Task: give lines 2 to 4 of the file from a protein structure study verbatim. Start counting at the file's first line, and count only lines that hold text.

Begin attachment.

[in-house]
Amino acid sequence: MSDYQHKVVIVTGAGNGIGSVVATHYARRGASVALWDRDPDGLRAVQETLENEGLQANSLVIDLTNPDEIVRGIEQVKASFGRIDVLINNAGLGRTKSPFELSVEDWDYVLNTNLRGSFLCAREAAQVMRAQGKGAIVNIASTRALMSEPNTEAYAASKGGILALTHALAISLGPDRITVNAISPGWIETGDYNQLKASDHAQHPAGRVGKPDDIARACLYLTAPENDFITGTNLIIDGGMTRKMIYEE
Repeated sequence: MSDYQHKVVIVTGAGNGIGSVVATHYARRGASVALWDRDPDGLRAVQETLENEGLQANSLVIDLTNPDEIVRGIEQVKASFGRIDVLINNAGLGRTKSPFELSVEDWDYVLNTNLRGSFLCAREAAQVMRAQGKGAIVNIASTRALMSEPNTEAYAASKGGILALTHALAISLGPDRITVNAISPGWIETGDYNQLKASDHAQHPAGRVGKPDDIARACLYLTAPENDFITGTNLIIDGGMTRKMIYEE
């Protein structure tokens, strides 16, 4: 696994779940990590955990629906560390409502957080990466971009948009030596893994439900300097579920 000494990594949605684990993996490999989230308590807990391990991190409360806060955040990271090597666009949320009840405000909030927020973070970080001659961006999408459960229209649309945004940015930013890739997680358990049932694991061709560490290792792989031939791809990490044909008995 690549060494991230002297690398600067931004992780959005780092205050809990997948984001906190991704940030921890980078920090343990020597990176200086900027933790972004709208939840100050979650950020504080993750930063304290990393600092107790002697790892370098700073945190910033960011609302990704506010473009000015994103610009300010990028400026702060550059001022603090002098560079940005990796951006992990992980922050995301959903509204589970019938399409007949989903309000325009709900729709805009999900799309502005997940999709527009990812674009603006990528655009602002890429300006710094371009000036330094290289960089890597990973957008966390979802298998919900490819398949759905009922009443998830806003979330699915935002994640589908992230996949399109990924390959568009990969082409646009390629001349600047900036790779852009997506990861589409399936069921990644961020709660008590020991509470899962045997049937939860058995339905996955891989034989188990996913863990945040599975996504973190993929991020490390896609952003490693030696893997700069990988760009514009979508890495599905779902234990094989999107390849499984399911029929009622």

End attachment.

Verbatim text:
Amino acid sequence: MSDYQHKVVIVTGAGNGIGSVVATHYARRGASVALWDRDPDGLRAVQETLENEGLQANSLVIDLTNPDEIVRGIEQVKASFGRIDVLINNAGLGRTKSPFELSVEDWDYVLNTNLRGSFLCAREAAQVMRAQGKGAIVNIASTRALMSEPNTEAYAASKGGILALTHALAISLGPDRITVNAISPGWIETGDYNQLKASDHAQHPAGRVGKPDDIARACLYLTAPENDFITGTNLIIDGGMTRKMIYEE
Repeated sequence: MSDYQHKVVIVTGAGNGIGSVVATHYARRGASVALWDRDPDGLRAVQETLENEGLQANSLVIDLTNPDEIVRGIEQVKASFGRIDVLINNAGLGRTKSPFELSVEDWDYVLNTNLRGSFLCAREAAQVMRAQGKGAIVNIASTRALMSEPNTEAYAASKGGILALTHALAISLGPDRITVNAISPGWIETGDYNQLKASDHAQHPAGRVGKPDDIARACLYLTAPENDFITGTNLIIDGGMTRKMIYEE
């Protein structure tokens, strides 16, 4: 696994779940990590955990629906560390409502957080990466971009948009030596893994439900300097579920 000494990594949605684990993996490999989230308590807990391990991190409360806060955040990271090597666009949320009840405000909030927020973070970080001659961006999408459960229209649309945004940015930013890739997680358990049932694991061709560490290792792989031939791809990490044909008995 690549060494991230002297690398600067931004992780959005780092205050809990997948984001906190991704940030921890980078920090343990020597990176200086900027933790972004709208939840100050979650950020504080993750930063304290990393600092107790002697790892370098700073945190910033960011609302990704506010473009000015994103610009300010990028400026702060550059001022603090002098560079940005990796951006992990992980922050995301959903509204589970019938399409007949989903309000325009709900729709805009999900799309502005997940999709527009990812674009603006990528655009602002890429300006710094371009000036330094290289960089890597990973957008966390979802298998919900490819398949759905009922009443998830806003979330699915935002994640589908992230996949399109990924390959568009990969082409646009390629001349600047900036790779852009997506990861589409399936069921990644961020709660008590020991509470899962045997049937939860058995339905996955891989034989188990996913863990945040599975996504973190993929991020490390896609952003490693030696893997700069990988760009514009979508890495599905779902234990094989999107390849499984399911029929009622």